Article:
Havreites should be ready to expect the unexpected Tuesday morning when the emergency sirens are tested at 9 a. m.
Hill County Disaster and Emergency Services Coordinator Joe Parenteau said the sirens should both go off and run for three minutes during the test.
“If it were an actual emergency people should tune to the local media to find out what they should do and what is happening, ” he said.
The test this time will start with the county dispatching service, which will set of the two sirens, one located at the water tank near Legion Field in eastern Havre and the other at the water tower near the cemetery road in Highland Park in western Havre.
A successful test was done in May, with the sirens set off by the city dispatching service.
“Both went off as planned and on time, ” Parenteau said.
In an actual emergency, a message would automatically be broadcast over the local radio, and the Havre Daily News would post information online via its website, Twitter and Facebook accounts. The message repeated or updated throughout the emergency.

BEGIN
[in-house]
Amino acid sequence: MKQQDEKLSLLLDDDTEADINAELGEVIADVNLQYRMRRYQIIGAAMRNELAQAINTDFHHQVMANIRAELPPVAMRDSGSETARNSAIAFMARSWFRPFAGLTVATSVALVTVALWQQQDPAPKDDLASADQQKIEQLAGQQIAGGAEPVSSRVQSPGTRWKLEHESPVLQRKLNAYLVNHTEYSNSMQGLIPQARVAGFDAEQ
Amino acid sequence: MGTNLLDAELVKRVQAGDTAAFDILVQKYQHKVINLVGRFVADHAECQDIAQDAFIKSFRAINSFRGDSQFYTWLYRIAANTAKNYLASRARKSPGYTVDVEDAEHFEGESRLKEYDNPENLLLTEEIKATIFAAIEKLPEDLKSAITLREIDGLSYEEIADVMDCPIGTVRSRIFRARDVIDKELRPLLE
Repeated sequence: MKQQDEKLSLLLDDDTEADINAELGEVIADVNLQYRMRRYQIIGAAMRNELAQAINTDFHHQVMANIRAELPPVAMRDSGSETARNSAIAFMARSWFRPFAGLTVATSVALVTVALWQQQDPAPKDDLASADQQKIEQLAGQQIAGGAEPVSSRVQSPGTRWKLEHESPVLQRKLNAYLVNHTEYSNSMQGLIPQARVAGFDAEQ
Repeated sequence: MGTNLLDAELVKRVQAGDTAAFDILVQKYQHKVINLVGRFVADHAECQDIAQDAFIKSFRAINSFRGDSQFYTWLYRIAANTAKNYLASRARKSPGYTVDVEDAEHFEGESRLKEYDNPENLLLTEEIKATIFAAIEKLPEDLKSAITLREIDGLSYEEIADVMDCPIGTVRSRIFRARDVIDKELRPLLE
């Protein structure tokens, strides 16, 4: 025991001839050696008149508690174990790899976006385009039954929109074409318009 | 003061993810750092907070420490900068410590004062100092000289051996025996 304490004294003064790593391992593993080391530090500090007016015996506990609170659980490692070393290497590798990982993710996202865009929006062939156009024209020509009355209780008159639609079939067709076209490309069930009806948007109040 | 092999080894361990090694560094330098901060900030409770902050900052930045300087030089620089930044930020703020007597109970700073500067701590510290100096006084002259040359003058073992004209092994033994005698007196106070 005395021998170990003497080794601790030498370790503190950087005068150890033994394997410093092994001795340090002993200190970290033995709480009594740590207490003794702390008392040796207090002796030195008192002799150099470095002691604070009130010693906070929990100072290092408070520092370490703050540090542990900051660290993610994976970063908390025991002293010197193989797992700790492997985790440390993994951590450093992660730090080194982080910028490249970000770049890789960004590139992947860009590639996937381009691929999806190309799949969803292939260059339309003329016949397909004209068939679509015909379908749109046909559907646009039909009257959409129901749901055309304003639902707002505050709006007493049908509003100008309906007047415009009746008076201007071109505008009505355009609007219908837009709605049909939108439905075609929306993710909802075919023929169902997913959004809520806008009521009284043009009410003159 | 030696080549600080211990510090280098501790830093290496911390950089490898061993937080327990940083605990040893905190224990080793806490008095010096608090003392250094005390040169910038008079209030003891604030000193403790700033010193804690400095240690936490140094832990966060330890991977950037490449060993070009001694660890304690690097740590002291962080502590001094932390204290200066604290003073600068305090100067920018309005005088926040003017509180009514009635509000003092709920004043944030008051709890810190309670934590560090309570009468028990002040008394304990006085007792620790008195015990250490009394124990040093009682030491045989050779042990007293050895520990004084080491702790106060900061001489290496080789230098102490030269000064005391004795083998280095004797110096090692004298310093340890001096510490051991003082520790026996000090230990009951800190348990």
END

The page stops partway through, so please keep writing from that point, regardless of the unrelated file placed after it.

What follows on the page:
The sirens would be used to notify area residents of emergencies and to tune into the radio in case of tornadoes, flash floods or other weather-related emergencies; hazardous material spills; evacuations, or any other disaster requiring public notification.
In case of a disaster requiring the use of the sirens, an authorized representative would notify the 911 dispatch center to activate the siren. The people authorized to activate the sirens are the Hill County sheriff, the Havre police chief, the Havre fire chief, the Hill County commissioners, the Havre mayor, and the Hill County emergency manager.
During an emergency, people are advised to take shelter inside a building away from windows and check with local media for emergency information.